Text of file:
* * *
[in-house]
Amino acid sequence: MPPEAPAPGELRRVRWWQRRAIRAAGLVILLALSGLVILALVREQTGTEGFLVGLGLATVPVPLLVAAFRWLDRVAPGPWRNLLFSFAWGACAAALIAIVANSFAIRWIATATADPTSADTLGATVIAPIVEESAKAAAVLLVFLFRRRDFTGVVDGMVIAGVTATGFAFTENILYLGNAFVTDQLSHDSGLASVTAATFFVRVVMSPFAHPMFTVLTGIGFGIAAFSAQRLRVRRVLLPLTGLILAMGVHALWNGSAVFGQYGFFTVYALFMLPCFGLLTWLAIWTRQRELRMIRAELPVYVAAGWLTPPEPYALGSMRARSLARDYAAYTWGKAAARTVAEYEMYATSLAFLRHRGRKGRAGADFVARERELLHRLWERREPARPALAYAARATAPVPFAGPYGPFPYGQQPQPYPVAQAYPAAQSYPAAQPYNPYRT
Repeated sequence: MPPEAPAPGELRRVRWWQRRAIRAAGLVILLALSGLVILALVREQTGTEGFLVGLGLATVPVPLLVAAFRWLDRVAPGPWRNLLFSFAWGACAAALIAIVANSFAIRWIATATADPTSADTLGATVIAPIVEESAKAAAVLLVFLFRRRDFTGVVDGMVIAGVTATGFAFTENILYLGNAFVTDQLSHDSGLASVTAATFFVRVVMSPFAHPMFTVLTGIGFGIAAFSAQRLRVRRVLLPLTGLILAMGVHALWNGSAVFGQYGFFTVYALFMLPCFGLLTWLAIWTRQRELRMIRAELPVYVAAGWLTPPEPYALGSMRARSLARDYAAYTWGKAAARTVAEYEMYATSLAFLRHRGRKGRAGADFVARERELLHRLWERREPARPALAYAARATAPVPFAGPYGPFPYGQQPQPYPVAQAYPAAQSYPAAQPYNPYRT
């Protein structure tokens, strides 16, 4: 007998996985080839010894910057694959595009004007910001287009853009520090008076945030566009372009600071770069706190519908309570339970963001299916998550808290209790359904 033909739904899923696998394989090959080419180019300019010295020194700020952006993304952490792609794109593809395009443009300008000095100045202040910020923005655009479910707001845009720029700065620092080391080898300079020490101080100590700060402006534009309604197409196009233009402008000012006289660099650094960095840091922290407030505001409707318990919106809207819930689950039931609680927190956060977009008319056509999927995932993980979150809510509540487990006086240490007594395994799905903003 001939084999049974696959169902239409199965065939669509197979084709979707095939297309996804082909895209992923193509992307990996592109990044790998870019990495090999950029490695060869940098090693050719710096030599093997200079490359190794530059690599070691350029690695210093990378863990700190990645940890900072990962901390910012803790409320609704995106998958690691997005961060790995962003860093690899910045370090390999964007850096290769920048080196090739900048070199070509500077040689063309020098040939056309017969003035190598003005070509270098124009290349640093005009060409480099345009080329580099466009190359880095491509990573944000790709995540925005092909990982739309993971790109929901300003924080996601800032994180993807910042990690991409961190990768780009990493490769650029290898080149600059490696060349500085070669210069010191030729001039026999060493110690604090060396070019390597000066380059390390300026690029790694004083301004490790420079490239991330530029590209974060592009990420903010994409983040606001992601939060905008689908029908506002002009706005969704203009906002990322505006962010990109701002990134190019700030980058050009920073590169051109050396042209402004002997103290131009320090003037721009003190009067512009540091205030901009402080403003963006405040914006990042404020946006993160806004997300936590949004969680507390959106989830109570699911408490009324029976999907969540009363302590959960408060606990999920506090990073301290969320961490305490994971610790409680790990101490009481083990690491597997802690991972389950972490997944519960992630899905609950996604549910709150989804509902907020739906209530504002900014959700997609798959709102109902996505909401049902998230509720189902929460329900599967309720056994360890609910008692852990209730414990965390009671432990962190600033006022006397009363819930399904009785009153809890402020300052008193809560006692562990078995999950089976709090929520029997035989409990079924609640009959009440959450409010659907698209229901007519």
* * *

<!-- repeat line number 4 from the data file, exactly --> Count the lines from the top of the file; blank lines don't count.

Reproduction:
């Protein structure tokens, strides 16, 4: 007998996985080839010894910057694959595009004007910001287009853009520090008076945030566009372009600071770069706190519908309570339970963001299916998550808290209790359904 033909739904899923696998394989090959080419180019300019010295020194700020952006993304952490792609794109593809395009443009300008000095100045202040910020923005655009479910707001845009720029700065620092080391080898300079020490101080100590700060402006534009309604197409196009233009402008000012006289660099650094960095840091922290407030505001409707318990919106809207819930689950039931609680927190956060977009008319056509999927995932993980979150809510509540487990006086240490007594395994799905903003 001939084999049974696959169902239409199965065939669509197979084709979707095939297309996804082909895209992923193509992307990996592109990044790998870019990495090999950029490695060869940098090693050719710096030599093997200079490359190794530059690599070691350029690695210093990378863990700190990645940890900072990962901390910012803790409320609704995106998958690691997005961060790995962003860093690899910045370090390999964007850096290769920048080196090739900048070199070509500077040689063309020098040939056309017969003035190598003005070509270098124009290349640093005009060409480099345009080329580099466009190359880095491509990573944000790709995540925005092909990982739309993971790109929901300003924080996601800032994180993807910042990690991409961190990768780009990493490769650029290898080149600059490696060349500085070669210069010191030729001039026999060493110690604090060396070019390597000066380059390390300026690029790694004083301004490790420079490239991330530029590209974060592009990420903010994409983040606001992601939060905008689908029908506002002009706005969704203009906002990322505006962010990109701002990134190019700030980058050009920073590169051109050396042209402004002997103290131009320090003037721009003190009067512009540091205030901009402080403003963006405040914006990042404020946006993160806004997300936590949004969680507390959106989830109570699911408490009324029976999907969540009363302590959960408060606990999920506090990073301290969320961490305490994971610790409680790990101490009481083990690491597997802690991972389950972490997944519960992630899905609950996604549910709150989804509902907020739906209530504002900014959700997609798959709102109902996505909401049902998230509720189902929460329900599967309720056994360890609910008692852990209730414990965390009671432990962190600033006022006397009363819930399904009785009153809890402020300052008193809560006692562990078995999950089976709090929520029997035989409990079924609640009959009440959450409010659907698209229901007519």